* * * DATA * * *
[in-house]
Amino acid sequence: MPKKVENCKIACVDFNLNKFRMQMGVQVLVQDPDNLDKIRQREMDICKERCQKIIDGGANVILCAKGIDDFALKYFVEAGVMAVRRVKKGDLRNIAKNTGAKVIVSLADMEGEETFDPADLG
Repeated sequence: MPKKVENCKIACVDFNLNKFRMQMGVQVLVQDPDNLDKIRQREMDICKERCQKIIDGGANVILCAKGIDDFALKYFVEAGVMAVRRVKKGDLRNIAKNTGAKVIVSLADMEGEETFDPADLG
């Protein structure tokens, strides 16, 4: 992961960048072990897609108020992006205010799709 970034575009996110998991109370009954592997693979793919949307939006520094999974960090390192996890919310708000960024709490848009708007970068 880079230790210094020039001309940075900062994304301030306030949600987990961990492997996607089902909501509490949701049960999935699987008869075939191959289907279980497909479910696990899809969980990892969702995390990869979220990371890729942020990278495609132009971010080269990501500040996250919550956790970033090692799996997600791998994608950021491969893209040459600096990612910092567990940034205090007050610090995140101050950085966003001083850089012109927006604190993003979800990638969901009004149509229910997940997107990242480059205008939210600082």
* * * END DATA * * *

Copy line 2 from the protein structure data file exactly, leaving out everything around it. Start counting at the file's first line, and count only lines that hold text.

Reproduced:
Amino acid sequence: MPKKVENCKIACVDFNLNKFRMQMGVQVLVQDPDNLDKIRQREMDICKERCQKIIDGGANVILCAKGIDDFALKYFVEAGVMAVRRVKKGDLRNIAKNTGAKVIVSLADMEGEETFDPADLG